Many companies are already turning to digital advertising measures as part of their marketing strategy. Grocery suppliers are switching from paper brochures to digital formats to promote their special offers, and brands are favoring DOOH campaigns over billboards. However, moving toward purely digital marketing doesn’t immediately equate to a climate-neutral campaign. Companies need to understand the environmental impact of each and every one of their marketing measures. In the following, we set out how brands can take a more sustainable marketing approach:
#1 Measure your carbon footprint – as accurately as possible!
How environmentally friendly is your advertising campaign really? Advertising and sustainability were popular topics of discussion at DMEXCO 2022. Energy supplier LichtBlick and the Teads digital media platform are just some of the companies that analyze the energy consumption and CO2 emissions of their advertising measures in order to measure and offset the amount of CO2 they produce. LichtBlick, for example, hasn’t just collected data from its advertisements and media, but has actually analyzed its entire media value chain. However, to assess the full extent of the actual carbon footprint, lots of individual factors need to be analyzed more accurately. One of the biggest influencing factors is the medium itself.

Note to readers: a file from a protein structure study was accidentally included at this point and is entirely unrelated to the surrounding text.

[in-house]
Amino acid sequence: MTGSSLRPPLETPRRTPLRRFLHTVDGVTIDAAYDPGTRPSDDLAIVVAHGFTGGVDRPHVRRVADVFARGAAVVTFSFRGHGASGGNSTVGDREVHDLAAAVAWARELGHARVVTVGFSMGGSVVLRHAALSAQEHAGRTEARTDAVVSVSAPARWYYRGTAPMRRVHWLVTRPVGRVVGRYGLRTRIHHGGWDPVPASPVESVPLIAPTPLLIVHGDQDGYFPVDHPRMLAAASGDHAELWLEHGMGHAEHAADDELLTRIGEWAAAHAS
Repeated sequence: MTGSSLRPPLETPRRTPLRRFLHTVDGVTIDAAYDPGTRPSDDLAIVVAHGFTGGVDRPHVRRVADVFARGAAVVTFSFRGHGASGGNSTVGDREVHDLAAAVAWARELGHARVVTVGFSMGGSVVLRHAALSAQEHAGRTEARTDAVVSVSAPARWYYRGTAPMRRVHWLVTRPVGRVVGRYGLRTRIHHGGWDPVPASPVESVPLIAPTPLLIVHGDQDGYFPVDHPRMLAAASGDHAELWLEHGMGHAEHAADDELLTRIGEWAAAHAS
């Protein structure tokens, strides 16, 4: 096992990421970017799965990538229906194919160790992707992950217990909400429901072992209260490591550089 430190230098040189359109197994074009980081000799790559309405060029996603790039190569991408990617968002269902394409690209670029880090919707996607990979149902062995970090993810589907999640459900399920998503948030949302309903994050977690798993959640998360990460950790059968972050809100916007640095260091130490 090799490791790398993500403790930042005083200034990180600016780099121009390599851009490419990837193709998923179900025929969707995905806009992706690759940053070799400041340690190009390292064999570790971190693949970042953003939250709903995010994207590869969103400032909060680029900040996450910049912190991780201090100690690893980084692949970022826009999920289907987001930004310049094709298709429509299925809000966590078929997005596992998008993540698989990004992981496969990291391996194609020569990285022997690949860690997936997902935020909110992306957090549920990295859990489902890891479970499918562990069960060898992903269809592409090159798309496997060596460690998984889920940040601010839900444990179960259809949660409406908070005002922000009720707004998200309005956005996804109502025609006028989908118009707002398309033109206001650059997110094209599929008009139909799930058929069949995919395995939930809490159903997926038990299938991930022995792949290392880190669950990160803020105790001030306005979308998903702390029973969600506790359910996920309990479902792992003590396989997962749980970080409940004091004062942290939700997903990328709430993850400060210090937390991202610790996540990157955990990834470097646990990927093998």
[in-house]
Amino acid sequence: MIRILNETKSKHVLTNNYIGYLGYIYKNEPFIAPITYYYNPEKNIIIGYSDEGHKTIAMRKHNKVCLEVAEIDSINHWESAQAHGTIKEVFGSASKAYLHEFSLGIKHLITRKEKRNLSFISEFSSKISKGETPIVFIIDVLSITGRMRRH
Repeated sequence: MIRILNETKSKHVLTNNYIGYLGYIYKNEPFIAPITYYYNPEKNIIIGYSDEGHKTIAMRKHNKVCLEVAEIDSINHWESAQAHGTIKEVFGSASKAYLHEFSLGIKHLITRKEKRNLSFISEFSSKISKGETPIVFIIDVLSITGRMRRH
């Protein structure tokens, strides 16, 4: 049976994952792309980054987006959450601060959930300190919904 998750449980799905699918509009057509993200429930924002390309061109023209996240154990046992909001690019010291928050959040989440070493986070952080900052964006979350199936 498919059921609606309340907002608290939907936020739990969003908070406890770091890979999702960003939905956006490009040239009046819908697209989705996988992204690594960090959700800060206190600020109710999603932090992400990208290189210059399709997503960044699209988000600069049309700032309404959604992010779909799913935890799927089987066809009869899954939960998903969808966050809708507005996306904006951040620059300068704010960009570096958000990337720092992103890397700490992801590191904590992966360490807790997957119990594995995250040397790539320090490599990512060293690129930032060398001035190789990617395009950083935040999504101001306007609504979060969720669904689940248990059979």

“What we learned was that digital data transmission has a big impact. It really makes a big difference when users are shown an advertisement at home via their Wi-Fi compared with receiving it on their smartphone via mobile data while out and about,” explains Ann-Christin Lehmann, Head of Performance Marketing at LichtBlick.
For companies wanting to become greener, it is absolutely essential to measure the CO2 emissions of their advertising campaign as accurately as possible in order to identify particularly resource-intensive factors and optimize them from a climate-neutral perspective. The development of standards for CO2 offsetting still leaves a lot to be desired, but that is likely to change in the coming years.
#2 Video content: an energy guzzler with room for improvement
Whether on streaming platforms, social media, or websites: video content is in its heyday and online users can’t get enough. However, videos are particularly notorious for using a lot of data and thus creating high CO2 emissions. As the popularity of video content grows from year to year, so does the energy consumption of servers and data centers. To advertise more climate-neutrally, companies need to rethink how they implement and use video content as part of their advertising campaign.